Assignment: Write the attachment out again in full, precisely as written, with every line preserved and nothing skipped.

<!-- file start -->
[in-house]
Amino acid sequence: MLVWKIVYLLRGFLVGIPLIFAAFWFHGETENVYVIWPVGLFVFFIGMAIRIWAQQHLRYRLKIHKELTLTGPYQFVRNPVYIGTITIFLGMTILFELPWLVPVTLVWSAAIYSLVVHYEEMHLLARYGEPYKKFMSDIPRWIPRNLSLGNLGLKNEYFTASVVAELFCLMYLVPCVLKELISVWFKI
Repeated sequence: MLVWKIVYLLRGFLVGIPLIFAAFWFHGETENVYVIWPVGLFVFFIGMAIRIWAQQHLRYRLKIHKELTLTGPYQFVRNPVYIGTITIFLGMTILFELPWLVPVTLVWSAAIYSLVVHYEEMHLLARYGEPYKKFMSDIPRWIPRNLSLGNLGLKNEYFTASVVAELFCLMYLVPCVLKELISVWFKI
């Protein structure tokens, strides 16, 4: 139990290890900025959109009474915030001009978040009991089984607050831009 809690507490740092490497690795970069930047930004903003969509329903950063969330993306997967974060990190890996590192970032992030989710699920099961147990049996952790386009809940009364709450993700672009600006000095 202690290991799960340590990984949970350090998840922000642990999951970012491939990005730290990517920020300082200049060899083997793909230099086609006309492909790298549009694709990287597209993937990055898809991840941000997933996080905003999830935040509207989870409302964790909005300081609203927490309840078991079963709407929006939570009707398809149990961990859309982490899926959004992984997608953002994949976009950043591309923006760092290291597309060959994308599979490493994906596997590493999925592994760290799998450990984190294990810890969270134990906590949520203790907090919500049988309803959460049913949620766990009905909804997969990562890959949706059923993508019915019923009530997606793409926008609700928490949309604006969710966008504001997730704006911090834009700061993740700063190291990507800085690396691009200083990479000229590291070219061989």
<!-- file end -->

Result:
[in-house]
Amino acid sequence: MLVWKIVYLLRGFLVGIPLIFAAFWFHGETENVYVIWPVGLFVFFIGMAIRIWAQQHLRYRLKIHKELTLTGPYQFVRNPVYIGTITIFLGMTILFELPWLVPVTLVWSAAIYSLVVHYEEMHLLARYGEPYKKFMSDIPRWIPRNLSLGNLGLKNEYFTASVVAELFCLMYLVPCVLKELISVWFKI
Repeated sequence: MLVWKIVYLLRGFLVGIPLIFAAFWFHGETENVYVIWPVGLFVFFIGMAIRIWAQQHLRYRLKIHKELTLTGPYQFVRNPVYIGTITIFLGMTILFELPWLVPVTLVWSAAIYSLVVHYEEMHLLARYGEPYKKFMSDIPRWIPRNLSLGNLGLKNEYFTASVVAELFCLMYLVPCVLKELISVWFKI
């Protein structure tokens, strides 16, 4: 139990290890900025959109009474915030001009978040009991089984607050831009 809690507490740092490497690795970069930047930004903003969509329903950063969330993306997967974060990190890996590192970032992030989710699920099961147990049996952790386009809940009364709450993700672009600006000095 202690290991799960340590990984949970350090998840922000642990999951970012491939990005730290990517920020300082200049060899083997793909230099086609006309492909790298549009694709990287597209993937990055898809991840941000997933996080905003999830935040509207989870409302964790909005300081609203927490309840078991079963709407929006939570009707398809149990961990859309982490899926959004992984997608953002994949976009950043591309923006760092290291597309060959994308599979490493994906596997590493999925592994760290799998450990984190294990810890969270134990906590949520203790907090919500049988309803959460049913949620766990009905909804997969990562890959949706059923993508019915019923009530997606793409926008609700928490949309604006969710966008504001997730704006911090834009700061993740700063190291990507800085690396691009200083990479000229590291070219061989």